The UNESCO Institute for African Culture and International Understanding (IACIU) continues its mission to nurture and champion cultural diversity in Africa by providing free entrepreneurial training to young Africans aspiring to thrive in the creative and cultural sectors. The latest edition of this training program welcomed over 50 participants from various African countries at the institute’s office in Abeokuta, Ogun State.
Emeritus Professor Peter Okebukola, Director of the Institute and former executive secretary of the National Universities Commission (NUC), extended a warm welcome to the participants. He underscored UNESCO’s dedication to equipping African youth, especially those in educational institutions with interests in the creative arts, with the necessary knowledge and skills to excel as entrepreneurs in the cultural and creative industries.
Okebukola expressed confidence that upon completing the training, the participants would not only embark on careers in these industries but would also immediately contribute by creating goods and providing services in their respective regions.
Ambassador Adebola Labiran, former Nigerian High Commissioner to India and now Senior Programme Advisor to the UNESCO Institute for African Culture and International Understanding, represented the institute at the forum.
Okebukola emphasized the significance of digital education in the training program, stating that a sound understanding of digital tools and skills has become crucial for anyone aiming to remain relevant in the 21st-century economy. The program provides a valuable opportunity for trainees to explore digital platforms for more effective and profitable work.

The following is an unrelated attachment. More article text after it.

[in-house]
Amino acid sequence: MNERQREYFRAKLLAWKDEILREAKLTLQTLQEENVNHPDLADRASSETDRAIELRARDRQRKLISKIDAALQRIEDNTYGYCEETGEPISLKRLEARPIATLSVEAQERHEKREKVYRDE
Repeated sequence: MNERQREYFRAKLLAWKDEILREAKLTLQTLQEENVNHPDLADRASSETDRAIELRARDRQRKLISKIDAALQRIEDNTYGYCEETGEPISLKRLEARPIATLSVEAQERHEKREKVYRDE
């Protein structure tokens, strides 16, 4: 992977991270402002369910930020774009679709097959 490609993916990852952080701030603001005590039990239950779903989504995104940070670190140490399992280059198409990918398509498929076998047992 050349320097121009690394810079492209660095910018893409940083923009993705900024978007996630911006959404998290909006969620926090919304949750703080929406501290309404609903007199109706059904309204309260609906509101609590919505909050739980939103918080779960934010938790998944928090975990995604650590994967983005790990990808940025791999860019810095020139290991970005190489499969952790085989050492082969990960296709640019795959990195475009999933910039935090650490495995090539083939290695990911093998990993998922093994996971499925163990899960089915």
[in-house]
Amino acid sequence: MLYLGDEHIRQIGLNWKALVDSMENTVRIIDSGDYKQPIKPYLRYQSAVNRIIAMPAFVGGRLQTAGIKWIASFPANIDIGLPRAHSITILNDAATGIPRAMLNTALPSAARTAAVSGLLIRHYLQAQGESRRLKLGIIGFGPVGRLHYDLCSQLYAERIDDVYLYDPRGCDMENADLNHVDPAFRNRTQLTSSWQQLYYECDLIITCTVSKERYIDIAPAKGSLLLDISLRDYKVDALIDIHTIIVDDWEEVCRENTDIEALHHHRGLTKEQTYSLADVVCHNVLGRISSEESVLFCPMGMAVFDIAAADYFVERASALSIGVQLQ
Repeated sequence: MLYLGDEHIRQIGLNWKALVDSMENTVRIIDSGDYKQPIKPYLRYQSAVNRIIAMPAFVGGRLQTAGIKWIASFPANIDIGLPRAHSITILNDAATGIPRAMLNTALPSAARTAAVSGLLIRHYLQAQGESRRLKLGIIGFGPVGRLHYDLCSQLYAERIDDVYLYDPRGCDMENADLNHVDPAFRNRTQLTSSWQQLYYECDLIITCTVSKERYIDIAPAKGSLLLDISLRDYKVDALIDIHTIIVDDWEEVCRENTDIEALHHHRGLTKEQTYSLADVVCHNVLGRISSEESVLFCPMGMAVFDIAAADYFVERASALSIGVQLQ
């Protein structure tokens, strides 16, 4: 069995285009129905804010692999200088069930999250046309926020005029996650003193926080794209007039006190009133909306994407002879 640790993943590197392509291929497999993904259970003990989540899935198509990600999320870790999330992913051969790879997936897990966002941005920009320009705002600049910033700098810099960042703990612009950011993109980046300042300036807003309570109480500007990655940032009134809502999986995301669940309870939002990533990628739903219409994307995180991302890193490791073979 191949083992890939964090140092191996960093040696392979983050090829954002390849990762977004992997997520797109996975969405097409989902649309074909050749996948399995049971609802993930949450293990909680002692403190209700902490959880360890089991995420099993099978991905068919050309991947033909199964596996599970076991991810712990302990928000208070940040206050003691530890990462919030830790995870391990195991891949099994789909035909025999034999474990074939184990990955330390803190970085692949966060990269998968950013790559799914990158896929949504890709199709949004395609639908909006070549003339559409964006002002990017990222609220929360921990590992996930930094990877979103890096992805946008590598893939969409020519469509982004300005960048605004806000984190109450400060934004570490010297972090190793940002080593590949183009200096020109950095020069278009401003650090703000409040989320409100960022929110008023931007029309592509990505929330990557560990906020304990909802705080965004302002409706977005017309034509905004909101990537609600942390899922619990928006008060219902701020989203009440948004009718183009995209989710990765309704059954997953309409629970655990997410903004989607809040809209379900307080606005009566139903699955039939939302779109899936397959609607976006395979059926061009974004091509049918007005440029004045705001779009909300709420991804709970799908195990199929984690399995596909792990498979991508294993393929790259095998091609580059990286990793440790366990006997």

Recognizing the pivotal role of cultural and creative industries in economic growth, reducing inequalities, and achieving the UN’s 2030 Sustainable Development Agenda, the institute is dedicated to inspiring more African youth to embrace the diverse opportunities offered by these sectors, which are already giving rise to new entrepreneurs.
Okebukola disclosed the institute’s goal to train over 200 young individuals in creative arts by 2025. He emphasized their commitment to raising awareness about the UNESCO 2005 Convention and encouraging signatory countries, including Nigeria, to leverage the digital landscape for promoting and reaping the numerous benefits of the Convention.
He added that every participant in this training program should recognize that cultural goods and services represent people’s identity, values, and meaning. Therefore, these cultural expressions should not be treated as mere commodities or consumer goods. The institute is urging signatory countries to implement suitable measures to safeguard and promote the diversity of cultural expressions and ensure the free flow of ideas and works among themselves.
Okebukola concluded by emphasizing that achieving this objective, particularly in Africa, necessitates the combined efforts and support of states’ parties to the Convention and their people.